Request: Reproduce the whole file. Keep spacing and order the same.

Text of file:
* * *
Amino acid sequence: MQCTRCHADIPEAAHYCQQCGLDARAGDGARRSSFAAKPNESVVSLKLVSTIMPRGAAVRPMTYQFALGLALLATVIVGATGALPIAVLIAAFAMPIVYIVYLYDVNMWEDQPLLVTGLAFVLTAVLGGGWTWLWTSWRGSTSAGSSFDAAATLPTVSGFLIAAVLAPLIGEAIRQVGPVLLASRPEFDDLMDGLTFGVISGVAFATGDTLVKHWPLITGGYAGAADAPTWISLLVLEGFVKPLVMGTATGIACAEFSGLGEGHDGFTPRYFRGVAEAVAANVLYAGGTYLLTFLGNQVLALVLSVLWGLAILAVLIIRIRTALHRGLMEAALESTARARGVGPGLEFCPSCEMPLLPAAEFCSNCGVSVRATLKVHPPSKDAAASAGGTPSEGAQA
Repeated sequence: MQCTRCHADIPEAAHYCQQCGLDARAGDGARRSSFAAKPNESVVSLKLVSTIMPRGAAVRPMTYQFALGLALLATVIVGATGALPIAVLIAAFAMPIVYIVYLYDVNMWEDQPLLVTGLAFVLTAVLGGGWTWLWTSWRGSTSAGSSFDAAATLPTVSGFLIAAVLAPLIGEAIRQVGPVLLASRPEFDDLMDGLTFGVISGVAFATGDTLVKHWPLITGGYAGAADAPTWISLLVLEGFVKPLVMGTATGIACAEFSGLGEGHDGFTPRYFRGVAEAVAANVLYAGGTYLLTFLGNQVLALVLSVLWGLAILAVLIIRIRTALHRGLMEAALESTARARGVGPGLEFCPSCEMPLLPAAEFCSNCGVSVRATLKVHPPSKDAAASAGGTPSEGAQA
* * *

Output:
Amino acid sequence: MQCTRCHADIPEAAHYCQQCGLDARAGDGARRSSFAAKPNESVVSLKLVSTIMPRGAAVRPMTYQFALGLALLATVIVGATGALPIAVLIAAFAMPIVYIVYLYDVNMWEDQPLLVTGLAFVLTAVLGGGWTWLWTSWRGSTSAGSSFDAAATLPTVSGFLIAAVLAPLIGEAIRQVGPVLLASRPEFDDLMDGLTFGVISGVAFATGDTLVKHWPLITGGYAGAADAPTWISLLVLEGFVKPLVMGTATGIACAEFSGLGEGHDGFTPRYFRGVAEAVAANVLYAGGTYLLTFLGNQVLALVLSVLWGLAILAVLIIRIRTALHRGLMEAALESTARARGVGPGLEFCPSCEMPLLPAAEFCSNCGVSVRATLKVHPPSKDAAASAGGTPSEGAQA
Repeated sequence: MQCTRCHADIPEAAHYCQQCGLDARAGDGARRSSFAAKPNESVVSLKLVSTIMPRGAAVRPMTYQFALGLALLATVIVGATGALPIAVLIAAFAMPIVYIVYLYDVNMWEDQPLLVTGLAFVLTAVLGGGWTWLWTSWRGSTSAGSSFDAAATLPTVSGFLIAAVLAPLIGEAIRQVGPVLLASRPEFDDLMDGLTFGVISGVAFATGDTLVKHWPLITGGYAGAADAPTWISLLVLEGFVKPLVMGTATGIACAEFSGLGEGHDGFTPRYFRGVAEAVAANVLYAGGTYLLTFLGNQVLALVLSVLWGLAILAVLIIRIRTALHRGLMEAALESTARARGVGPGLEFCPSCEMPLLPAAEFCSNCGVSVRATLKVHPPSKDAAASAGGTPSEGAQA